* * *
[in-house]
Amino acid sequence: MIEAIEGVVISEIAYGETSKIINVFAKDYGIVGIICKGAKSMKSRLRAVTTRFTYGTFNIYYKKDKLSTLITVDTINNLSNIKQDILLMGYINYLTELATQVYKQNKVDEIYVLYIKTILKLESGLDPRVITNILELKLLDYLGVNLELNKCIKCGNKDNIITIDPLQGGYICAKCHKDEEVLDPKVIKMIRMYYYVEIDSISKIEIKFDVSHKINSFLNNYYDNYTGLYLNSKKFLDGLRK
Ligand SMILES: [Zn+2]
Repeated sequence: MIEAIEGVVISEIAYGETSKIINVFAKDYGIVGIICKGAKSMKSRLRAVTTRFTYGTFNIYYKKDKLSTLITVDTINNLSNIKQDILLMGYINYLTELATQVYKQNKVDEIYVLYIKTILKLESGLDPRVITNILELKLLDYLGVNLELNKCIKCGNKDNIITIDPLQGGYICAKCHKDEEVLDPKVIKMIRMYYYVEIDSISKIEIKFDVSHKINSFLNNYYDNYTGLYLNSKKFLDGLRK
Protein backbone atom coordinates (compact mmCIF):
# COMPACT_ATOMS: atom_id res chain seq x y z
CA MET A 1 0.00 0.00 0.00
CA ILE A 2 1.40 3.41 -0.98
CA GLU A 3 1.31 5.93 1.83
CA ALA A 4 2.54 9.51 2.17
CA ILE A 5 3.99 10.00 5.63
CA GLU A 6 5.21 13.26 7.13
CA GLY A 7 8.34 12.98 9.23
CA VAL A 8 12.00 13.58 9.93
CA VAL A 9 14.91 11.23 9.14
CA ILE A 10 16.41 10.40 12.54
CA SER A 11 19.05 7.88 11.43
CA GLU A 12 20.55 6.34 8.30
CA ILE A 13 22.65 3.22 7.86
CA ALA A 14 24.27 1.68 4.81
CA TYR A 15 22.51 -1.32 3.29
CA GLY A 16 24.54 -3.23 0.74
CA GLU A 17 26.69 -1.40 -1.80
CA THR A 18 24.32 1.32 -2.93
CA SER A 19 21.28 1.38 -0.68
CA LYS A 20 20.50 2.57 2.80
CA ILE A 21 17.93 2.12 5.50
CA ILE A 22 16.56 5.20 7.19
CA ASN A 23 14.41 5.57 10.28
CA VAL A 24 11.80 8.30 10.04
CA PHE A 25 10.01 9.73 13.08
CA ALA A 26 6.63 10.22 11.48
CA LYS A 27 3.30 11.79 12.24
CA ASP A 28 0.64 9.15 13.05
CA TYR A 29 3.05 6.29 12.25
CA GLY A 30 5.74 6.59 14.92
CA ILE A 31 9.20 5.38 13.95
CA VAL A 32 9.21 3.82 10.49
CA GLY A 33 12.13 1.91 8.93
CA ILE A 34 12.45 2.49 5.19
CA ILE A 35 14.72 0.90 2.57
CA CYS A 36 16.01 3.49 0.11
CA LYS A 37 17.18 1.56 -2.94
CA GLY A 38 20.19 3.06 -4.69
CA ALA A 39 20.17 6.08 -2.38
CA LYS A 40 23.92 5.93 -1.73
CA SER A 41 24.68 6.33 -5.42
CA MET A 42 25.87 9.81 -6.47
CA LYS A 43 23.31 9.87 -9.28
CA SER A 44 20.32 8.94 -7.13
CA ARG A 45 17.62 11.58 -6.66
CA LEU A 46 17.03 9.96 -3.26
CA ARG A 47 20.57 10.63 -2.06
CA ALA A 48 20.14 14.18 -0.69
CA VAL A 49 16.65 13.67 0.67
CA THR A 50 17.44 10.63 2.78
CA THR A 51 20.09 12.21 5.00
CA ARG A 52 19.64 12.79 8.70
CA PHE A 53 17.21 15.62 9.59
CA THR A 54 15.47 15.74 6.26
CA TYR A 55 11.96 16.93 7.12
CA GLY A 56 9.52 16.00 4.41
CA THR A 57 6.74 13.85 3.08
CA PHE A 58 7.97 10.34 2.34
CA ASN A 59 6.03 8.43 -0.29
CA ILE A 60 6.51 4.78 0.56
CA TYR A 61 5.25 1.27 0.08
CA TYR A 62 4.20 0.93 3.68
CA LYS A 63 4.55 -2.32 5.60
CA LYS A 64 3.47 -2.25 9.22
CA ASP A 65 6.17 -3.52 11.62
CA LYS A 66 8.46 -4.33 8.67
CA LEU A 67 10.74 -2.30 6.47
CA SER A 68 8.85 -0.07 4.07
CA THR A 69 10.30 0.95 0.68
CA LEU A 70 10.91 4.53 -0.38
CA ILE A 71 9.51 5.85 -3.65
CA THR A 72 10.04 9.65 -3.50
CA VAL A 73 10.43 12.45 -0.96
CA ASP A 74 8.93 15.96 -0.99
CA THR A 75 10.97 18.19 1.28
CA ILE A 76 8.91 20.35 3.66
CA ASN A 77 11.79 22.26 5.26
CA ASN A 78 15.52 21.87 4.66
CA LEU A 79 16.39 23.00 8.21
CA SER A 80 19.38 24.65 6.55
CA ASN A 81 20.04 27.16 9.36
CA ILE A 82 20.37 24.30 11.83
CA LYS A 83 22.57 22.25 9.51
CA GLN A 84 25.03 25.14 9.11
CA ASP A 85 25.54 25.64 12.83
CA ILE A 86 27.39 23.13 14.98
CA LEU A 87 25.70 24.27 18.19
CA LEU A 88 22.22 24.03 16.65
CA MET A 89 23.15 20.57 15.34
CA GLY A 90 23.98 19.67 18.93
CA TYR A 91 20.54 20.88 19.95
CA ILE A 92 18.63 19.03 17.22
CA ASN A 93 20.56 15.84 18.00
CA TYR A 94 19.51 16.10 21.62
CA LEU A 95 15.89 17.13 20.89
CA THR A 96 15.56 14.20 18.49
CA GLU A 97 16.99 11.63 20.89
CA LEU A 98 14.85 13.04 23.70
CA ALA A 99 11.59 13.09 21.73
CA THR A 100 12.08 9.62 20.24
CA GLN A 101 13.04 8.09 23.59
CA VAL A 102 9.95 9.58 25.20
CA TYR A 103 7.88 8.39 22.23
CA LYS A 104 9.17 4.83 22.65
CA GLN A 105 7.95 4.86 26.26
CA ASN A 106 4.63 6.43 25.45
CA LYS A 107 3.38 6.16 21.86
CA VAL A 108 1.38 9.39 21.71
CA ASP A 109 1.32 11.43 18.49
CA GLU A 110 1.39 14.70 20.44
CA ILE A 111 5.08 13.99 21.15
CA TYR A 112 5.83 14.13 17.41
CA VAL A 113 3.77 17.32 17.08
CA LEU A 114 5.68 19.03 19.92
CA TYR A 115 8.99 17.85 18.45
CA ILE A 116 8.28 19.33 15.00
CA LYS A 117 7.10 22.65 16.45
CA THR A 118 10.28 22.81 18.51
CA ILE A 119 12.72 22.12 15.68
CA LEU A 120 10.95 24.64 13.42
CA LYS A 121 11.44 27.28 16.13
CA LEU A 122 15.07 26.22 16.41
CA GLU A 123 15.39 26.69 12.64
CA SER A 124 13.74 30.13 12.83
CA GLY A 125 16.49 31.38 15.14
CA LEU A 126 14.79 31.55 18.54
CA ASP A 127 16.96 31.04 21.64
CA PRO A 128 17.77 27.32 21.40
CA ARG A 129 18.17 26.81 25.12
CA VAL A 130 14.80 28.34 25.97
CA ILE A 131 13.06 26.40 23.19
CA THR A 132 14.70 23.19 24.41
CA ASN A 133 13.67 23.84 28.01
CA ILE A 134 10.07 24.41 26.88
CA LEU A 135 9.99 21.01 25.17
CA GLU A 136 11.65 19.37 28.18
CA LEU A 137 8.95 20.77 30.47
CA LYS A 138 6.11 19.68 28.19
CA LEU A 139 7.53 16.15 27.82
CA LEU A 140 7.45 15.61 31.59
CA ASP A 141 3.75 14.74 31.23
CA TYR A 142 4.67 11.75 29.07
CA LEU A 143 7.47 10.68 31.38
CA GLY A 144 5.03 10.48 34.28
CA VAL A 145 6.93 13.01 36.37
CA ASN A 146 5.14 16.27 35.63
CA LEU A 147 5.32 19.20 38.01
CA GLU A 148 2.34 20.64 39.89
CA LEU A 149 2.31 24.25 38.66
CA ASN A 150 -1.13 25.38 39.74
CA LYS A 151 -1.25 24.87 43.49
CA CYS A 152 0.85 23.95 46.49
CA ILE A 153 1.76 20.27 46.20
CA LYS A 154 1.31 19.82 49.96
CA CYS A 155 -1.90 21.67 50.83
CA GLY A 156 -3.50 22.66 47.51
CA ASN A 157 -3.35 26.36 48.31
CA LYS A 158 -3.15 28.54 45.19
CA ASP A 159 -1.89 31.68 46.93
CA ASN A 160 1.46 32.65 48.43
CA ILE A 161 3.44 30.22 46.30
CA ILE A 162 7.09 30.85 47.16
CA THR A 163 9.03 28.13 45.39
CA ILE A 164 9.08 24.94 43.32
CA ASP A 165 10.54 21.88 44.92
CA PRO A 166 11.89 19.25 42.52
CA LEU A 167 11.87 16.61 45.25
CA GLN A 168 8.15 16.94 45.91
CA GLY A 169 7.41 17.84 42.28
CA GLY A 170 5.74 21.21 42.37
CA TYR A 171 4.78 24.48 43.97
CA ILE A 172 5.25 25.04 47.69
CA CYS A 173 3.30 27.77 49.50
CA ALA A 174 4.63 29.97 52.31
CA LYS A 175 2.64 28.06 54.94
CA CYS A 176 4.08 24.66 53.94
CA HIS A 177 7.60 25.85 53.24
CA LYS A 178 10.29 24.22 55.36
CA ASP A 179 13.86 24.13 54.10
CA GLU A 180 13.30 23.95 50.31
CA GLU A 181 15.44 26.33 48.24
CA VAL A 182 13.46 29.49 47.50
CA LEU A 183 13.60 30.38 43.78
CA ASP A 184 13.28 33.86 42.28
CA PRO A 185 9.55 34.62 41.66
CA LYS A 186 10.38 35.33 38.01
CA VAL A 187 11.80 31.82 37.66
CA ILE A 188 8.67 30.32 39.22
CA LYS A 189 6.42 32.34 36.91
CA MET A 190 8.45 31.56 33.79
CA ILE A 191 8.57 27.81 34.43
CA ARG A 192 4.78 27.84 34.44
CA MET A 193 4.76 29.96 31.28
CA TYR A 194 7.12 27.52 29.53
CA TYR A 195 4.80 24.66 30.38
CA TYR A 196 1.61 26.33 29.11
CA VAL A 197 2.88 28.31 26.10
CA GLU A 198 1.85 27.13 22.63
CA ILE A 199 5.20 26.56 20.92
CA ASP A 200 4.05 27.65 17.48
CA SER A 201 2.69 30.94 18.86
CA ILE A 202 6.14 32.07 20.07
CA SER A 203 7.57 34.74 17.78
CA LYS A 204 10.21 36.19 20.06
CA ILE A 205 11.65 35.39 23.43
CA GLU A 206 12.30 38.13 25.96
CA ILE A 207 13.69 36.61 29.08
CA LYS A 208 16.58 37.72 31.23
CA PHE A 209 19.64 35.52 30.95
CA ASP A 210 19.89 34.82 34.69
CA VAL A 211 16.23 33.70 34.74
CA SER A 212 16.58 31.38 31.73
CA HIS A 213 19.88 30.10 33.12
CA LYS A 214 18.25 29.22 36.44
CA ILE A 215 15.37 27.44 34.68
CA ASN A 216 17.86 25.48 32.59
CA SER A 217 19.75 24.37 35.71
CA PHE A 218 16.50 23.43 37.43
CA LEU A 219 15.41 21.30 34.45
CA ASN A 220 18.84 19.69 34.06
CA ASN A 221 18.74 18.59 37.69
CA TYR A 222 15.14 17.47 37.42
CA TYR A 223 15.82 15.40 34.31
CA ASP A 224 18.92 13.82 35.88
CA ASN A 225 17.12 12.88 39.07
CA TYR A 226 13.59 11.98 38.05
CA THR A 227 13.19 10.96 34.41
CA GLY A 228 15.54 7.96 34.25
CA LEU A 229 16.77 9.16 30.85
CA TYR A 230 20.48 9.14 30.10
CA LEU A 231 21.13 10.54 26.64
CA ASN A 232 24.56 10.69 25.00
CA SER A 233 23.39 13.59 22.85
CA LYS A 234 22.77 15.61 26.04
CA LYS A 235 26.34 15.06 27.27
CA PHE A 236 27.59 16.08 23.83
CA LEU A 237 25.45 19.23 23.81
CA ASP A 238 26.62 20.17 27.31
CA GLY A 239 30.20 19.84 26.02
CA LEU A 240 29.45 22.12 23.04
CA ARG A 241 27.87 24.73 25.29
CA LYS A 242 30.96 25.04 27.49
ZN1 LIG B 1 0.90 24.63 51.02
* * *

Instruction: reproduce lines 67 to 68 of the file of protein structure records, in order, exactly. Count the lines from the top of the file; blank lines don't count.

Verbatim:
CA TYR A 61 5.25 1.27 0.08
CA TYR A 62 4.20 0.93 3.68